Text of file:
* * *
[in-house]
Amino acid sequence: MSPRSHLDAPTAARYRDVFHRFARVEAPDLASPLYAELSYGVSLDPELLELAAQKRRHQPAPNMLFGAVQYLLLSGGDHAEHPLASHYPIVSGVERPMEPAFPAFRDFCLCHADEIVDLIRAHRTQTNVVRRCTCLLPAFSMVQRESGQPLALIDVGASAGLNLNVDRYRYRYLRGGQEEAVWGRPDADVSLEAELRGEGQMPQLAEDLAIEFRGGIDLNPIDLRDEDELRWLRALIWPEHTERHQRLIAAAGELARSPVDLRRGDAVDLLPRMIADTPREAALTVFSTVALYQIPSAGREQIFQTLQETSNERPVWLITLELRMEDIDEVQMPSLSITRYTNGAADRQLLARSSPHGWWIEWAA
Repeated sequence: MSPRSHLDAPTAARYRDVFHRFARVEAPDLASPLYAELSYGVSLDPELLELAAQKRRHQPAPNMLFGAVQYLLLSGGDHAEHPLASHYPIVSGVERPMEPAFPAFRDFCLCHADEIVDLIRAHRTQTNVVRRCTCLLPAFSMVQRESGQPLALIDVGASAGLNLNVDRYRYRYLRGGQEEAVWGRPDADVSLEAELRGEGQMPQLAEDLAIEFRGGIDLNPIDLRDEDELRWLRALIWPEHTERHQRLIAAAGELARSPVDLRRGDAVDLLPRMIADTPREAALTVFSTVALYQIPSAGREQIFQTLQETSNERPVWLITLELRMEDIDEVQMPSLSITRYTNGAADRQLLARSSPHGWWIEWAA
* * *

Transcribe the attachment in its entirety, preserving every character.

[in-house]
Amino acid sequence: MSPRSHLDAPTAARYRDVFHRFARVEAPDLASPLYAELSYGVSLDPELLELAAQKRRHQPAPNMLFGAVQYLLLSGGDHAEHPLASHYPIVSGVERPMEPAFPAFRDFCLCHADEIVDLIRAHRTQTNVVRRCTCLLPAFSMVQRESGQPLALIDVGASAGLNLNVDRYRYRYLRGGQEEAVWGRPDADVSLEAELRGEGQMPQLAEDLAIEFRGGIDLNPIDLRDEDELRWLRALIWPEHTERHQRLIAAAGELARSPVDLRRGDAVDLLPRMIADTPREAALTVFSTVALYQIPSAGREQIFQTLQETSNERPVWLITLELRMEDIDEVQMPSLSITRYTNGAADRQLLARSSPHGWWIEWAA
Repeated sequence: MSPRSHLDAPTAARYRDVFHRFARVEAPDLASPLYAELSYGVSLDPELLELAAQKRRHQPAPNMLFGAVQYLLLSGGDHAEHPLASHYPIVSGVERPMEPAFPAFRDFCLCHADEIVDLIRAHRTQTNVVRRCTCLLPAFSMVQRESGQPLALIDVGASAGLNLNVDRYRYRYLRGGQEEAVWGRPDADVSLEAELRGEGQMPQLAEDLAIEFRGGIDLNPIDLRDEDELRWLRALIWPEHTERHQRLIAAAGELARSPVDLRRGDAVDLLPRMIADTPREAALTVFSTVALYQIPSAGREQIFQTLQETSNERPVWLITLELRMEDIDEVQMPSLSITRYTNGAADRQLLARSSPHGWWIEWAA